The power of the mind to influence the body is quite remarkable. Imagery can be helpful in 90 percent of the problems that people bring to their doctors or counselors. Images are the most fundamental language we have. Everything you do, the mind processes through images. When we recall events from our past, it is hardly ever through words.

Images may not be limited to visual. We can include sounds, tastes, smells or a combination of those sensations. In fact incorporating a combination of our senses with our visualizing is powerful.

Imagery is the language that the mind uses to communicate with the body. We do not talk to a damaged or ill part of our body and speak it away. Instead, we imagine the diseased part of our body healing or shrinking away. Likewise, we do not speak to our future and tell it what to show up. We imagine our futures with images, feelings, smells and sounds.

In a Special Issue of Memory, Mental Imagery and Memory in Psychopathology edited by Emily A. Holmes and Ann Hackmann (ISBN: 978-1-84169-967-7), M.A. Conway presents novel insights that suggest, "imagery is highly associated with self goals. Imagery can both reflect and maintain goals linked to psychopathology.
An exciting consequence of this framework is that imagery can be used to resolve dysfunctional states in therapy. Imagery in psychopathology tends to be highly intrusive, distressing, and repetitive. It may arise 'out of the blue', i.e. directly triggered from autobiographical memory.
Images can hijack attention and reflect negative self goals. It may therefore understandably provoke a variety of cognitive and behavioural responses. For example, interpreting the image as representing fact rather than fiction, trying to block it out of mind, or avoiding triggers for the image. Cognitive behavioural therapy targets such responses because they are thought to maintain psychopathology in a vicious cycle.
In contrast, responses that update the image in memory could break that cycle. Further there is a role for positive, alternative images." Conway suggests that generating new images can generate new goals and thus ameliorate distress: an insight that may further enhance therapy.

Unfortunately, many of the images popping into our heads do more harm than good. Your thoughts have a direct influence on the way you feel and behave. Imagination can either be a run-away train speeding towards a wreck, or you could choose to harness your thoughts and visions. It is preferable to manage your responses to life situations, make conscious choices and move them toward what you see when you visualize your desired outcomes.

We are feeling machines. What have you been putting in front of that feeling machine each day? Are you filling it with the emotions and feelings fed to you from a television screen? Have you noticed how negative these images are becoming and how desensitized we become over time, as we view more and more of them? Your brain is sending your body powerful messages of being comfortable with maiming or killing another human being, with yelling and anger. Is that what you want for yourself and for your children?

Athletes commonly use visualization to enhance their performance. We can do the same for our lives. Seeing something over and over in our mind starts to tune our body toward producing that result. See it, feel it and experience it before you actually do it. Begin with the end in mind.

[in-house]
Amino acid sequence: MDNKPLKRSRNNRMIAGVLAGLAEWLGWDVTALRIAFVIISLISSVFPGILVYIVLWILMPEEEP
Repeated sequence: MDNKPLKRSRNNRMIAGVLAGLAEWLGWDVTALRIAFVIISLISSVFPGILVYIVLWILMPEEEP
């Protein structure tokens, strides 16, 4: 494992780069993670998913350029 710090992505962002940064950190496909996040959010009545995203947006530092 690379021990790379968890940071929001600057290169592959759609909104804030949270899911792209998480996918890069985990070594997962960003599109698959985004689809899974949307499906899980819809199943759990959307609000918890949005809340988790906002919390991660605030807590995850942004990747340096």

You can do this in every area of your life. See your desired end results vividly, over and over again. This creates for you something akin to an internal comfort zone. Then, when you find yourself in the actual situation, it is not foreign and does not scare you. When that is the case, you are far less likely to reject the situation and sabotage the success. Instead, it will feel like home.

The most effective images are the ones that have some meaning to you. If you want to put your visions on display for yourself and add affirmations to them, then a good affirmation wants the five basic elements of being personal, being positive i.e. stated in the affirmative, set in the present tense, is itself visual, and carries with it emotional feeling.

There are many techniques available to support you with visualization that adds power to your life. Most of them do recommend that visualizing closest in time to the beginning and the end of your day is preferred, for best effectiveness. You can also visualize certain intended outcomes just moments before an event. This is essentially what athletes do, however I am sure that they would also set aside deliberate, alternate times to imagine the successful result for their sporting events.

Some people have shared about personal experiences of almost miracle type situations showing up in their lives shortly after beginning to practise imagery techniques regularly. It may simply be due to the fact that they have now opened themselves up for noticing, tuning in and receiving those opportunities, which at earlier times, might have been ignored or not even seen and heard.

Learn to use your imagination in a way that is purposeful and directed, and it can be a powerful vehicle for getting you where you want to go.

Author's Bio: 

© Thea Westra lives in Perth, Australia. She publishes a wealth of material for increased life power, self improvement, inspiration, personal success, online business, and internet know-how. Enjoy her many self-improvement resources at and her latest book at